However, Henrietta and her family were never aware these cells had been taken from her and then passed around the world. It took decades before articles about HeLa cells even got her name correct (they used Helen Lane and others) that it came as quite a shock to her children and husband (again, decades later) that her cells were still alive. This raised major issue because here was a poor family with many health problems among them and there seemed to be unfairness that while their mother's cells were helping science and making money, they couldn't afford health care.
Author Rebecca Skloot was a ambitious and determined 20-something (and white) woman when she decided to write this book. It took her a long time to just get permission from the family to talk to them. They had been through the ringer and stepped on enough by people with other motivations - they weren't willing to talk to another reporter. She endured hang ups. Abandoned meetings. Complete ignoring. Once they decided to let her in, they let her in very, very slowly and it took several more years to get all the information about Henrietta and her family and her cells that Skloot would need to write this book.
The book follows Skloot on her journey to write the book, while also alternating between chapters of Henrietta's history, Lacks family history and the science behind the HeLa cells. I thought the layout was well done. I liked learning about Skloot's struggles and fears. She also wrote about the science portion in a very digestible manner. Cell division and its experiments are not easy to understand, but she made it easy. And while they were hard to get to know at first, you grow a fondness for the Lacks family, particularly Henrietta's daughter Deborah. She was Skloot's main ally - though she had many fears and doubts and even some paranoia (how Skloot kept up her patience, I'll never know). Deborah was so young when her mother died, she just wanted to learn more about her.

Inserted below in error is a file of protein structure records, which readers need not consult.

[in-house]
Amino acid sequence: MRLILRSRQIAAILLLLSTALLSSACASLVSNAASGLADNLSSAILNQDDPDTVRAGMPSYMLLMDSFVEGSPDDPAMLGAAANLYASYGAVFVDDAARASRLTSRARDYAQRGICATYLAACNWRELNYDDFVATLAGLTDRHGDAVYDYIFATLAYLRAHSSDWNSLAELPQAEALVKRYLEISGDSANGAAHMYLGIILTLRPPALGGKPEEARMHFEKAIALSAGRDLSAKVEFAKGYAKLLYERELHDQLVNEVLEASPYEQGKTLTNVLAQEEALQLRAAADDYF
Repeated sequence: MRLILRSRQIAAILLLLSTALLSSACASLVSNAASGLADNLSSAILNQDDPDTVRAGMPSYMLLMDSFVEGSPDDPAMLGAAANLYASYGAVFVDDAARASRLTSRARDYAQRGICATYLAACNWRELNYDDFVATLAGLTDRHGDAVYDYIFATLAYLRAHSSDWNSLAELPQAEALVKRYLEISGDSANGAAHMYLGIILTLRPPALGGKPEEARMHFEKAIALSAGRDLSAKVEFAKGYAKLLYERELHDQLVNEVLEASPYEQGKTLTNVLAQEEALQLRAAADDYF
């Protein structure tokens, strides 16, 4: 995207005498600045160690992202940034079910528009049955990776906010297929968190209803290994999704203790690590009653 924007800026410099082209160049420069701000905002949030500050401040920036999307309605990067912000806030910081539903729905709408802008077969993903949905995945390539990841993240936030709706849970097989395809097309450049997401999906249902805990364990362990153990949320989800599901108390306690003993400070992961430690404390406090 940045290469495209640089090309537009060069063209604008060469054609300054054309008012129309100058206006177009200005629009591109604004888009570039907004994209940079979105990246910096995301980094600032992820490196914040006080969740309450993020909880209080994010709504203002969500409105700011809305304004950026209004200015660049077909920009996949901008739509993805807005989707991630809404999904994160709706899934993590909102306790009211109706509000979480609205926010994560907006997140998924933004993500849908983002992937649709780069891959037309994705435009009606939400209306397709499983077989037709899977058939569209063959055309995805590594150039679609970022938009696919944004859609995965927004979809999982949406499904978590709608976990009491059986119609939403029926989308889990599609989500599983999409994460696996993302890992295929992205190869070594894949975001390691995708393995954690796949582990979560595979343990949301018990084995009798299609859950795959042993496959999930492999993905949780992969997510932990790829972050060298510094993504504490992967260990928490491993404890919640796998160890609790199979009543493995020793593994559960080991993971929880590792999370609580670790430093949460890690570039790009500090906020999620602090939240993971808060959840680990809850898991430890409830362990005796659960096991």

The book brings up so many ethical issues. There are no laws on the books that say patients have a right to the tissue samples that doctors take (with or without their knowledge), even if those tissue samples go on to make millions. While it seems very unfair that the Lacks family received nothing from Henrietta's cells, if they were to sue, they would most likely come up empty.
Is this fair? I can't really wrap my head around it. One expert Skloot talked to said that it's our moral duty as humans to provide parts of ourselves for research to help the greater good. That makes sense. If the Lacks family were asked way back then about using Henrietta's cells for science and said no, where would we be? Or, if they got permission to stop usage of HeLa cells now, science would take huge steps back. But, then you go back to the fact that they can't afford many, many things you'd want them to be able to afford. Is there a middle ground? Probably not without opening a huge can of worms.
Reading about Skloot's journey, but also Deborah and her family's journey of acceptance for what has happened, is so interesting. They're insanely proud and also pissed at the same time. And I think I would be too. Deborah said, "If you're gonna go into history, you can't do it with a hate attitude. You got to remember, times was different."
Skloot meets another relative of Henrietta's who believes, along with many family members, that Henrietta is alive as an angel - as the cells. She's doing God's work as the cells, helping people all over the world. I loved this sentiment.
The book is well written, easy to follow and wholly entertaining. It's a great and very impressive effort by a first-time author. I highly recommend it. It gets you thinking.